Good to see people interested in the earlier long stroke cars - - - they are wonderful machines.

All the best, John

D's - a point of view - - - Nov '94

Is it the unique beauty, the absolute craziness, or just sheer enjoyment of a smooth ride that urges one into wanting to discover every facet of this intricate family of cars.

Is it, when changing into fifth gear of a ' 74 DS23, feeling like you're on a runway, and forever believing,
the wheels are about to --- lift off .

Or having the satisfaction of the plush interior, comfort, and ride of a ' 71 DS21 Hydraulique on the highway,
a gearchange so smooth that it is joy itself.

An ID19 1961, the extra soft ride, the torque of the long stroke motor and the heavy flywheel that,
when being wound out, is asking to be driven faster ----- ever faster.

Or a classic ' 57 DS19 with its no fuss exterior and a strange hydraulic gear change that makes you realize that a "true" Citroen can't change any other way,
and when, about to walk away, you are struck down by the sheer simplicity and beauty of a dashboard which would echo its way through an ever changing world and come to its final resting place in a long distant relative,
the GS
A 1974 DS23 Automatic Pallas making city driving - - - - sheer joy.

Or the year 1967, when it all seemed to reach a peak.
Chrome buttons and switches on the "slopy" dash which was to enjoy only one more year before
"modernisation" definitely set in.
Plush carpets, stainless steel kick plates and valences, leather and cloth which showed pride in workmanship,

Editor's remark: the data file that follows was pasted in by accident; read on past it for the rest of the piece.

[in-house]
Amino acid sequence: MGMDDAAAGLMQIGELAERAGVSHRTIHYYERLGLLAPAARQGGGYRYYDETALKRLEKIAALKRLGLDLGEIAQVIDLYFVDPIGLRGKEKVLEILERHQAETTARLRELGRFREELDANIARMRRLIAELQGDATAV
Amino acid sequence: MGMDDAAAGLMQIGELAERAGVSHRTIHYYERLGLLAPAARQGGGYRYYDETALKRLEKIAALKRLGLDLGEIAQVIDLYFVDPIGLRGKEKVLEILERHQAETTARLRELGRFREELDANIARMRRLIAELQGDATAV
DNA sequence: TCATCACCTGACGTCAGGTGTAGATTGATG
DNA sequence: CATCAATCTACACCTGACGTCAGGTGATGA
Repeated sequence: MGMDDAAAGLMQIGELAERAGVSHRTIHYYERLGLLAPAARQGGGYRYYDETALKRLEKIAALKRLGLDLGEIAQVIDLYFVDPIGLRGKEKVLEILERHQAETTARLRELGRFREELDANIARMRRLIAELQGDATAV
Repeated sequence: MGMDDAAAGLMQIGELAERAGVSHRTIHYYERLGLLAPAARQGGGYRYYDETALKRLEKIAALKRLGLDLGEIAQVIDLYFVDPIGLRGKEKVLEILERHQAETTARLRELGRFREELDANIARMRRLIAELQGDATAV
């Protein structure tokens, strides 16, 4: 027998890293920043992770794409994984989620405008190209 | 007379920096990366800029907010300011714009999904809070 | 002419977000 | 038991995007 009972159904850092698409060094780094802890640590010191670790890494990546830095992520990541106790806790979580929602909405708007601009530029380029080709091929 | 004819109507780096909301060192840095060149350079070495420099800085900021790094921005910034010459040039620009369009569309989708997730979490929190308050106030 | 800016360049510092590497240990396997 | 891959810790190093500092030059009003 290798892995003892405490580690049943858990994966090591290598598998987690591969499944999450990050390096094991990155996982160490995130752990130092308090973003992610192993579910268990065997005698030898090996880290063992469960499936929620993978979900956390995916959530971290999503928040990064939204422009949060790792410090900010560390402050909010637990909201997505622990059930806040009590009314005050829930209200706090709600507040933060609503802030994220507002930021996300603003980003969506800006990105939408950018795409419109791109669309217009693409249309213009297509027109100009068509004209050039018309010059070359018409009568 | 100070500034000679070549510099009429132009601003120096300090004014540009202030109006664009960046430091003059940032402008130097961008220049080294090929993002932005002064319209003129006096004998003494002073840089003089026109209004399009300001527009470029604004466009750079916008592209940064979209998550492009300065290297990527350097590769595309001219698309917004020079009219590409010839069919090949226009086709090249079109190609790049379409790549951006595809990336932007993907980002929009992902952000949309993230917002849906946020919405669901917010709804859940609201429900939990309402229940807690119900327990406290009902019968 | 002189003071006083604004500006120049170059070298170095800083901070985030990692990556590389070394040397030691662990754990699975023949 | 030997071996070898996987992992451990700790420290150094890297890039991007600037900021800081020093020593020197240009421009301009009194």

in a company which was about to conform slowly to the wants of an evermore changing society.

Music on, and just -------- just thinking, one could drive, on and on -------- and on.

Through the dazed eyes of an addict, John Paas.
 

bleudanube

Member
Ok gents, would anyone have access to the workshop manuals for the 2nd nose long stroke engines?

Might also need a wiring diagram - did they ever exist for IDs or DS?

First challenge this weekend will be to try and get the car running... let’s see how that will go...

Sven
 
1964 and 1965 are a black hole for Dee manuals. Once the short stroke engines came in they seemed to stop worrying about the long stroke engines. They released periodical updates for the parts catalogues 466 (DS19), 470 (ID19) and 479 (Break). My 479 contains updates to May 1965. But to my knowledge they released nothing to update the repair manuals for long stroke engines after the publication of 498 (the 1963 supplement for DS19 and ID19). All of these are available from Tony Jackson's repository.

Roger
 

DoubleChevron

Real cars have hydraulics
Looks like the tow job with Michael's Landrover County might be her last. Michael picked up one of his Rovers on the way back and it seems like the V8 engine was only running on 7. She has been a trusty beast. If anyone is looking for a County to do up Michael might be your man. - - idear on this site.